Presbyterians Today

FEB-MAR 2018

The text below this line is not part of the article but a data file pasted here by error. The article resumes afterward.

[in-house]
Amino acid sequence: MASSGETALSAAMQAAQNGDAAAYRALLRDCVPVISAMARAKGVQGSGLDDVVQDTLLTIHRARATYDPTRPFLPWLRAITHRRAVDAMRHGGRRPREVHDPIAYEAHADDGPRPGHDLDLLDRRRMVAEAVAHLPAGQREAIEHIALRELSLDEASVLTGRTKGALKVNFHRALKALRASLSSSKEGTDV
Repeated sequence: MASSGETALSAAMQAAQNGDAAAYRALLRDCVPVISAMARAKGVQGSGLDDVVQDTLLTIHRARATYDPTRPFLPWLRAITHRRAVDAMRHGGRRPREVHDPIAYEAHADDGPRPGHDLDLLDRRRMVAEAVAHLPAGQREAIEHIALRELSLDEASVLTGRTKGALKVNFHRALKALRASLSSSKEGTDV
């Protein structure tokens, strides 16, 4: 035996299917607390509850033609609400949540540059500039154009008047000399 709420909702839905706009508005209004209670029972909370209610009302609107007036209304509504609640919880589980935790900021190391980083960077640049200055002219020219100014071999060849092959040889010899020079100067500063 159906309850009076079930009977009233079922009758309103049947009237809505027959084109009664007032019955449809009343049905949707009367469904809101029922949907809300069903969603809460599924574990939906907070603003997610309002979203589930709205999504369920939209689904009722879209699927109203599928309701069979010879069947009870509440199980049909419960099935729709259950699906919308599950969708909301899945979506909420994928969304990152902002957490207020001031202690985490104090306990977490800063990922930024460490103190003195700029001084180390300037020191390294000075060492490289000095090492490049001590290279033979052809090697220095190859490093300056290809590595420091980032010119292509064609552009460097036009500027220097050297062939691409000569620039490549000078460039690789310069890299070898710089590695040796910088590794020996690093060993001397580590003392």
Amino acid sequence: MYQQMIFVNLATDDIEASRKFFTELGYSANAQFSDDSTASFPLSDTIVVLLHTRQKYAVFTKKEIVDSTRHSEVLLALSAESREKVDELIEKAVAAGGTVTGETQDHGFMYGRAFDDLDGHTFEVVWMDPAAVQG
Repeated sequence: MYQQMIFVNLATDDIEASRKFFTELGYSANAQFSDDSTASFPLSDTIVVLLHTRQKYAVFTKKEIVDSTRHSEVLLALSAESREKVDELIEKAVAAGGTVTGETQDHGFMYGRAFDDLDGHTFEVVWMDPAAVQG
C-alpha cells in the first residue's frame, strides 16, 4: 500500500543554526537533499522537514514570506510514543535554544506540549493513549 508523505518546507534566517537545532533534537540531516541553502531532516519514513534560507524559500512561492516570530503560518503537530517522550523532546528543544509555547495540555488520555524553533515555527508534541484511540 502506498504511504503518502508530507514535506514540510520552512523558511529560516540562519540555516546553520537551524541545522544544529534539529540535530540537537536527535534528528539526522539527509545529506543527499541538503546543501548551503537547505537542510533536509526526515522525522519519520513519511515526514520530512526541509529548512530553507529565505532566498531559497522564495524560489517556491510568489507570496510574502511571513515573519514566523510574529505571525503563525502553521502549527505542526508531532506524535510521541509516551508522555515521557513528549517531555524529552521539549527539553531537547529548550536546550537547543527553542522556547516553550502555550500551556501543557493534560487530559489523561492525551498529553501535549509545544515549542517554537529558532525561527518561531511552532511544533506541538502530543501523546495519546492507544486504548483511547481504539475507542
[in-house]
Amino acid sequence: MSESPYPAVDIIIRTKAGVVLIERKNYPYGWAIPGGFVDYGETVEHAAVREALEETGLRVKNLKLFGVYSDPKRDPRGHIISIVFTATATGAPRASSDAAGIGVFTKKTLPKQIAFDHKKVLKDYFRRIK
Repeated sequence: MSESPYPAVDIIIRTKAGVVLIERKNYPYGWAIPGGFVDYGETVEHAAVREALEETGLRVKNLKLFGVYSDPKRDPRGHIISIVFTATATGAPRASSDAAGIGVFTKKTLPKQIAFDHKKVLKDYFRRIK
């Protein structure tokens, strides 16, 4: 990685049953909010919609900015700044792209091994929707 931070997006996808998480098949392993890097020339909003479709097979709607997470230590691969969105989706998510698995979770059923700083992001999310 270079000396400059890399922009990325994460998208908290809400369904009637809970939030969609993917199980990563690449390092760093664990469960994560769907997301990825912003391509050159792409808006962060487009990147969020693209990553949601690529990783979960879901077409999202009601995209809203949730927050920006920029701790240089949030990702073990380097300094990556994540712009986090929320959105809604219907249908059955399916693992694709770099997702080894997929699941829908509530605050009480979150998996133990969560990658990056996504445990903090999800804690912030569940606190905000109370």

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10 FEBRUARY/MARCH 2018 | Pr e s by te r i a n s To d ay JUST LIVING What does the Lord require of you? Presbyterians are answering that prophetic question, working for justice and seeking to help their neighbors in a variety of ways. Presbyterians Today shares their stories. for Religions, Rights and Social Justice at Union Theological Seminary; and scores of local and national grassroots groups across the country. — Gregg Brekke Poor People's report available online A preliminary report on the plight of the poor in America, "The Poor People's Campaign: A National Call for Moral Revival," is available at Interfaith festival builds community The religious leaders in Oshkosh, Wisconsin, have been intentional about building something very important to them: community. Each fall, they gather together in what has now become a much-anticipated — and growing — event called the Interfaith Festival of Gratitude. Last November, the festival celebrated its eighth year with more than 250 people, speaking 20 lan- guages, piling into the The Grand in downtown Oshkosh to share faith and to learn about the wide variety of religious traditions in their community. The Rev. Dr. Thomas C. Willadsen, pastor of First Presbyterian Church in Oshkosh, began the festival with the words of Desmond Tutu, saying, "Hope is nurtured in relationships and community." Representatives from 14 faith communities took the stage, where they sang, danced, chanted and played music to help those in attendance experience their faith tradition. A musical group from St. Raphael the Archangel Roman Catholic Church used 14 languages to express perhaps the most universal human emotion: gratitude. The festival was preceded by a potluck hosted by the Ahmadiyya Muslim Community. Many community members brought foods from their ethnic or religious traditions to share with nearly 150 hungry people. Faith leaders affirm call to serve the poor The Rev. T. Denise Anderson, co-moderator of the 222nd General Assembly of the Presbyterian Church (U.S.A.), added her voice to the many faith leaders who gathered in Washington, D.C., in December for the launch of the Poor People's Campaign: A National Call for Moral Revival. Owing its name to the Poor People's Campaign instituted 50 years ago by the Rev. Dr. Martin Luther King Jr., the call seeks to unite "tens of thousands of people across the country to challenge the evils of systemic racism, poverty, the war economy, eco- logical devastation and the nation's distorted morality." "At our 222nd General Assembly (2016), the PC(USA) made a number of social justice commitments to include measures to dismantle racism, to address climate change and to engage with a new civil rights movement," Anderson said, noting the overture from the Presbytery of the Cascades that "called on choosing to be a church committed to the gospel of Matthew 25." Organizers of the campaign said they will draw on the unfinished work of the 1968 Poor People's Campaign, reigniting the effort led by civil rights orga- nizations, labor, tenant unions, farmworkers, Native American elders and grassroots organizers to foster a moral revolution of values. Expected to be a multiyear effort, the campaign will intensify starting Mother's Day 2018, with six weeks of direct action and civil disobedience across at least 25 states and the District of Columbia, leading up to a mass mobilization at the U.S. Capitol June 21. Each week will focus on a different injustice, beginning with child poverty, and will include specific policy goals and a voter education program to advance a moral agenda at the state and federal levels. The Poor People's Campaign: A National Call for Moral Revival is co-organized by Repairers of the Breach, a social justice organization; the Kairos Center T. Denise Anderson speaks at the launch event for the Poor People's Campaign: A National Call for Moral Revival in Washington, D.C. Hindu music was part of the Interfaith Festival.

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